Loyola students worry for their safety and their cars as carjackings reach an all time high


Violet Bucaro

A car’s side window stands broken. This is one of many cars in the city that have been broken into in recent trends.

Macie Batson, Editor in Chief

Carjackings and break-ins have reached an all-time high in New Orleans, with over 400 vehicles stolen in just over three weeks into the new year.

These crimes are happening all across the city, including the uptown area, leaving Loyola students to question if they are safe from the crimes that are taking place so close to campus.

Vocal performance junior Kieva Banks said that while she has not had her car stolen or broken into, several of her friends have, and makes it a point to be hyper aware of her surroundings.

“I’m very cautious and always looking over my shoulder to make sure that no one is following me,” Banks said. “I have to quickly throw my stuff in my car so I can hop in and lock it, since that would be me at my most vulnerable with my back turned.”

Banks said that despite having emergency apps and tasers, she still feels anxious when walking back to her car.

“As a woman who commutes back and forth across the river everyday and has late school hours some days, it is very scary and I always feel on edge when I’m walking to my car, even just outside the building,” Banks said.

According to Loyola Deputy Chief of Police Daniel Spangler, the Loyola University Police Department works with university facilities to ensure campus lighting is operational for better visibility at night. He also said that officers monitor the campus and nearby streets on foot as well as in vehicles – both marked and unmarked.

Spangler said that while there has been a recent increase in carjackings throughout the city, Loyola’s campuses have not been targeted, and the last car break-in incident occurred five or six years ago in the West Road Garage during a holiday break, when someone smashed windows out of several cars and fled the area.

However, Spangler noted that Tulane and the New Orleans Police have recently worked on several similar crimes in the neighborhood between Broadway and Carrollton around Cohn Street.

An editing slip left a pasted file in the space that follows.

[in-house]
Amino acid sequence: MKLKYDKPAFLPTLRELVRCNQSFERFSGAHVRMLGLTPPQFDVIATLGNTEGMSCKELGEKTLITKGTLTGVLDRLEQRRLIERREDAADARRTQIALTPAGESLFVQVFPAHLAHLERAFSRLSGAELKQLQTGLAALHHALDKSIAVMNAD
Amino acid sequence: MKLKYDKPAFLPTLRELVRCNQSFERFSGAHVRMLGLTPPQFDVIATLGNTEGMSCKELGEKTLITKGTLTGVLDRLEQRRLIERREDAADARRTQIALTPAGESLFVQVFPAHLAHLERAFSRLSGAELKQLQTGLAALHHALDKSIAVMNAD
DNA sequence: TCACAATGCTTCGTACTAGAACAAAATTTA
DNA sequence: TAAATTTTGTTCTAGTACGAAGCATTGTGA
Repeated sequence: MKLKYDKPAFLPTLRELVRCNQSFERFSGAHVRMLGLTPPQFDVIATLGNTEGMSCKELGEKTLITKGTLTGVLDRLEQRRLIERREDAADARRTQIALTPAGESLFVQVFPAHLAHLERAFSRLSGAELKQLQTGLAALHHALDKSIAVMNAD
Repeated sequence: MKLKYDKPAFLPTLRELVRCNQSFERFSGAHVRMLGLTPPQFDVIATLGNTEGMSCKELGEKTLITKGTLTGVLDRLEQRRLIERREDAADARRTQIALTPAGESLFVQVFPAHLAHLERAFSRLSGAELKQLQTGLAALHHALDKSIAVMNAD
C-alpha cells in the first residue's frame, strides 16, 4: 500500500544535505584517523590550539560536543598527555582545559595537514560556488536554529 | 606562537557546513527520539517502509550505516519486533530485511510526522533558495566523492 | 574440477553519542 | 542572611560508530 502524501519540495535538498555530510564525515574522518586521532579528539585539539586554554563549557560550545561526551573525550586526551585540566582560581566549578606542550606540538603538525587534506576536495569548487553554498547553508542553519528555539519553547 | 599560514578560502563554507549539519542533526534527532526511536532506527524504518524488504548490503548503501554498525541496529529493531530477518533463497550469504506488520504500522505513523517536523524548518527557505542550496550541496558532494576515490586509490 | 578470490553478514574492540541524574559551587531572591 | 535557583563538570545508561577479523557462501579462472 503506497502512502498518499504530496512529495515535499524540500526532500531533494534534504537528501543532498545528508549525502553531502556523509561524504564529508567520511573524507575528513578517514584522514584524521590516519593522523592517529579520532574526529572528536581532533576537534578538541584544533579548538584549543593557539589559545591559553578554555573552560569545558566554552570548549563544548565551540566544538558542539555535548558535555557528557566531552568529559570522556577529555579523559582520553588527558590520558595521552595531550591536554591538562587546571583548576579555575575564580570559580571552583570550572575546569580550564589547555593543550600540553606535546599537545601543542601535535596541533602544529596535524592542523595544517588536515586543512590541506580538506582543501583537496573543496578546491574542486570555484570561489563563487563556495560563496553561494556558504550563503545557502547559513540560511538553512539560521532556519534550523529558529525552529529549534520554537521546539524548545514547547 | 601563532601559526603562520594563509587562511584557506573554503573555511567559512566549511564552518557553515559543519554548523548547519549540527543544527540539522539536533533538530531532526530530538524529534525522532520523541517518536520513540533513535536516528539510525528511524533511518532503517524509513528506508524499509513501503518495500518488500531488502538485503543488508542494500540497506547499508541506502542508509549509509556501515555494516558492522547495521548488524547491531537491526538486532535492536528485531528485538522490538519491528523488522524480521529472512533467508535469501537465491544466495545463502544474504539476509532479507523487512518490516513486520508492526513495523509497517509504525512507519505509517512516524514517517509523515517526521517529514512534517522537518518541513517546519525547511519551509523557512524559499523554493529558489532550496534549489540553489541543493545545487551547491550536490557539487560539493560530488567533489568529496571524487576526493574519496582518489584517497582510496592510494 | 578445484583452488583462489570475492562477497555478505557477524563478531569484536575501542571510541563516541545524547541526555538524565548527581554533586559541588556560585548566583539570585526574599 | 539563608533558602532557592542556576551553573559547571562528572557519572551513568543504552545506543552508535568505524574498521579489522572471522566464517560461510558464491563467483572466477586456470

“Typically, these are crimes of opportunity. Someone sees a vehicle in a particular area and decides to break into it,” Spangler said. “Naturally, if someone wants to break into multiple vehicles at one time they will go where there are more potential targets like a parking garage.”

Neuroscience Psychology sophomore Elizabeth MacKenzie said that she feels safe on campus during the day, but at night, particularly around West Road Garage, she feels unsafe.

“There’s almost no security, the lighting isn’t the best, and also it’s accessible from St. Charles, which is a major street and anyone can access it,” MacKenzie said.

Spangler said that vehicles are being burglarized throughout the city, from quiet neighborhood streets to parking garages in the business district. But he said that Loyola’s community members are active around the clock, making it more difficult for criminals to predict a safe time to commit break ins.

“Hopefully, the Loyola community will not fall victim to these crimes,” Spangler said. “Our garages are lit at night, there is typically a lot of foot traffic in our garages and campus in general, and our officers patrol garages both on foot and in vehicles.”

Spangler suggested that some methods to keep safe on and around campus include being aware of your surroundings, parking in well-lit places, locking your car doors, and avoiding leaving anything of value or worth stealing in your vehicle.

“If you see something suspicious or out of the ordinary, call LUPD. And please call as soon as it is safe to do so. If you call an hour later, whatever you saw probably will no longer be there,” Spangler said. “If you do not feel comfortable going to your vehicle alone, call LUPD and request an officer escort you to your vehicle.”